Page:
An elbow pressed into my side. “Come with me if you want to live,” a masculine voice rumbled.
Slowly, I turned my head.
He wore a pinstriped suit like a 1920s mobster. His black hat set off his square jaw and tanned skin. And he looked delicious beneath the antique lights that glowed golden in the old theater’s high, beamed ceiling.
“With a palooka like youse?” I shook my head, and the beads on my ivory flapper dress shimmied faintly. “Nice try, buster.”
My boyfriend Arsen grinned, his hazel eyes twinkling. He adjusted his fedora. “A guy can dream.”
The red velvet curtains drifted shut on the stage’s speakeasy scene. Voices rose, the guests mingling with the actors in the dining area.
I sighed and drew a triumphant exclamation point after a name on my voting sheet. “I knew the wife was the killer.” It was too bad the only prize was the satisfaction of a job well done. Alas and alack, such was the life of an amateur detective.
But the drive alone over the mountains into Nevada had been worth it. The road trip had been glorious—late-blooming wildflowers unfolding across Sierra meadows. And Nowhere, Nevada was... unique.
“I thought the killer was the one-eyed man,” Arsen said ruefully.
“You can’t trust people who look that suspicious. Villainous looks are almost always a red herring, unless they’re playing a double game.” But what were the odds? With roughly two hours to solve the mystery, the players didn’t have time for quirky twists and turns.
I adjusted a stray tendril of hair that had fallen from my chignon. I’d put my blond hair up and hoped it looked twenties enough. Pin curls would have been more elegant, but I knew my fashion limits.
A waitress in a crimson flapper’s outfit wove through the crowd in the old-timey dinner theater. She carried an enticing silver tray with flutes of champagne.
And though my bladder was bursting, I edged toward her. I’d just reward myself with champagne.
“Did you have fun?” Arsen leaned in and kissed me lightly. The bristles of his five-o-clock shadow scratched my cheek, and a hummingbird fluttered inside my chest. He smelled of soap, and on him, that clean, simple scent was enough to make me melt.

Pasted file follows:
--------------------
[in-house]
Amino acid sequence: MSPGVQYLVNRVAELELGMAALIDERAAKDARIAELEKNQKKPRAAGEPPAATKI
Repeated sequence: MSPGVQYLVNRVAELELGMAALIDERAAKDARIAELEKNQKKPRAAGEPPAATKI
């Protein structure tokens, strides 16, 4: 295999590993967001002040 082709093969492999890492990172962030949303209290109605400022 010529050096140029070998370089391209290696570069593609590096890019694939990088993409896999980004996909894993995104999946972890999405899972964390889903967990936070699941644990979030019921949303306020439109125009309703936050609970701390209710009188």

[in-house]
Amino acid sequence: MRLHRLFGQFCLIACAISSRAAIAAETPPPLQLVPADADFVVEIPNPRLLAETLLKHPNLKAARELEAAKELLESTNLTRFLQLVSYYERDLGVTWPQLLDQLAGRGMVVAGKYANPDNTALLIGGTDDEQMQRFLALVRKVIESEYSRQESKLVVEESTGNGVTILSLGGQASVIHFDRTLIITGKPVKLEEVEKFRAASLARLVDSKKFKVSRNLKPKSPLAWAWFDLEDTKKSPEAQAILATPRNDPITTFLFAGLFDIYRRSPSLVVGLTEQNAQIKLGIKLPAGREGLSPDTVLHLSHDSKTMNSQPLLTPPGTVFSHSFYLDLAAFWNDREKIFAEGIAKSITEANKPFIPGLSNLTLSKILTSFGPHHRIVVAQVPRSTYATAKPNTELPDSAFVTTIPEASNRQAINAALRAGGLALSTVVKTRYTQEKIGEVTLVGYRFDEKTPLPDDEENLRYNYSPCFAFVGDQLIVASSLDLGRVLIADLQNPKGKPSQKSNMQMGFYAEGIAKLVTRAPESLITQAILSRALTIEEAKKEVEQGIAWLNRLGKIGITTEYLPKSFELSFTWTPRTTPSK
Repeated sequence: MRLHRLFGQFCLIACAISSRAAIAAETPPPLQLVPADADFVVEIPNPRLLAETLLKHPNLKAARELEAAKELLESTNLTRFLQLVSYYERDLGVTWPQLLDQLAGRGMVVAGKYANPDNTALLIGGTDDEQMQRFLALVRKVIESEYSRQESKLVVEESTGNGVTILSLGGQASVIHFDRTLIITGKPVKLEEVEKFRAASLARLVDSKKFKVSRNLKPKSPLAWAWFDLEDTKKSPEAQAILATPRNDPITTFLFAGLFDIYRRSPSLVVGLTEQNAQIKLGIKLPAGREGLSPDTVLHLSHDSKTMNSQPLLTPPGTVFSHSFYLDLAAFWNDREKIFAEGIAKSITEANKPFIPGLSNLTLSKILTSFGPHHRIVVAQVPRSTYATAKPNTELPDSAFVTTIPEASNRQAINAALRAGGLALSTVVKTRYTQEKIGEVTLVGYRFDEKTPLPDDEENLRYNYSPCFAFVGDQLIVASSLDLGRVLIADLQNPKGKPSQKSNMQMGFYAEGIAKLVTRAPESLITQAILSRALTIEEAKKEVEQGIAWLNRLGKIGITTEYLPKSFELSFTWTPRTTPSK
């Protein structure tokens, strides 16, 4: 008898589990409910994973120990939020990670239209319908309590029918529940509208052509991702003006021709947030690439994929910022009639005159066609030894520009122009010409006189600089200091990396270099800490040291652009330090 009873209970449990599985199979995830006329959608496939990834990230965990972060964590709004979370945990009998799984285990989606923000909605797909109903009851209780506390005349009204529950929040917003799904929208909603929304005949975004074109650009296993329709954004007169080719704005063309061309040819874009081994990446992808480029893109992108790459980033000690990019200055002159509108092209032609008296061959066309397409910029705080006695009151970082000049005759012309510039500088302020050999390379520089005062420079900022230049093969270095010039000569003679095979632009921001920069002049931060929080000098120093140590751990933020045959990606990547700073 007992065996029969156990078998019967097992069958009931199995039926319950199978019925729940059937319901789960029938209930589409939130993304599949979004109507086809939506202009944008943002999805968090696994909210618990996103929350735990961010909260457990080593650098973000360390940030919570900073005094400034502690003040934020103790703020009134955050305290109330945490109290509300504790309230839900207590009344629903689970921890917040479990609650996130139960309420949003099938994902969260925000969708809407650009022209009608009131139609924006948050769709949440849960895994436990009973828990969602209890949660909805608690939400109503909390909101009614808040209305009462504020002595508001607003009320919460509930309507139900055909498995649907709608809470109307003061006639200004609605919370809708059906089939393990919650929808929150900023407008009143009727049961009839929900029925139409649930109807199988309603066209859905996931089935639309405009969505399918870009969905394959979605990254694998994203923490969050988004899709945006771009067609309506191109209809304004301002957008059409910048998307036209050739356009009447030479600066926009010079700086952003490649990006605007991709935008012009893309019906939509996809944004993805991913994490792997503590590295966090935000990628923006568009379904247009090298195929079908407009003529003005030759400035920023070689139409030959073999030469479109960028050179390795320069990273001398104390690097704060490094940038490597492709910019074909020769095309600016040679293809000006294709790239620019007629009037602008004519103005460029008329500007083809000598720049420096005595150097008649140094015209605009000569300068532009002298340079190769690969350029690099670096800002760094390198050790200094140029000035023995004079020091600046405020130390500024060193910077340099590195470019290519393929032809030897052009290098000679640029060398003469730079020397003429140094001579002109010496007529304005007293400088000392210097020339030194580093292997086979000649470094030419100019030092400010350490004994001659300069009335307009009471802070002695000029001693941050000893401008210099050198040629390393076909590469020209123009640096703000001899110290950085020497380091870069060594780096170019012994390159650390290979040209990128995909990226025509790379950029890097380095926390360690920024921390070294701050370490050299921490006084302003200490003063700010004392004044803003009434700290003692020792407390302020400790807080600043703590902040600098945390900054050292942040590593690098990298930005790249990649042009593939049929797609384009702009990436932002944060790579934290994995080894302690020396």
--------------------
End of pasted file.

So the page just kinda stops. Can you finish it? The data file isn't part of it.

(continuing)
“Investigating a murder when no one’s actually been killed?” Heart thumping, I looped one arm around his waist. I leaned against his muscular form, wrinkling his suit. “It’s perfect. I needed this break.” The last year had been an unfolding series of disasters, and those didn’t include my B&B’s ancient roof that I still couldn’t afford to replace.
But tonight… Tonight had been perfect.
My insides lurched. Everyone knows you never think that. Just when you think it, something goes wrong. It’s a universal rule or something.
Not that I’m always obsessing about things that can go wrong. Much.
Arsen pulled me closer and rested his chin on the top of my head.
The waitress flashed past, out of reach, the red feather in her headband swaying.
“Maybe we should have invited Sheriff McCourt,” I said lightly. “She would have loved it.”
Sheriff McCourt, I should explain, is one of those tough, no-nonsense, independent types. I admire her tremendously. But like a hero in a Greek tragedy, that which makes her great is also her biggest weakness. She has a hard time accepting help.
Arsen’s face spasmed. “Didn’t she threaten to arrest you the last time you saw her?”
“She didn’t mean it. Civilians aren’t supposed to be a part of her team. She only said that to keep up appearances.”
“Yeah,” Arsen said slowly, releasing me. “I’m not so—”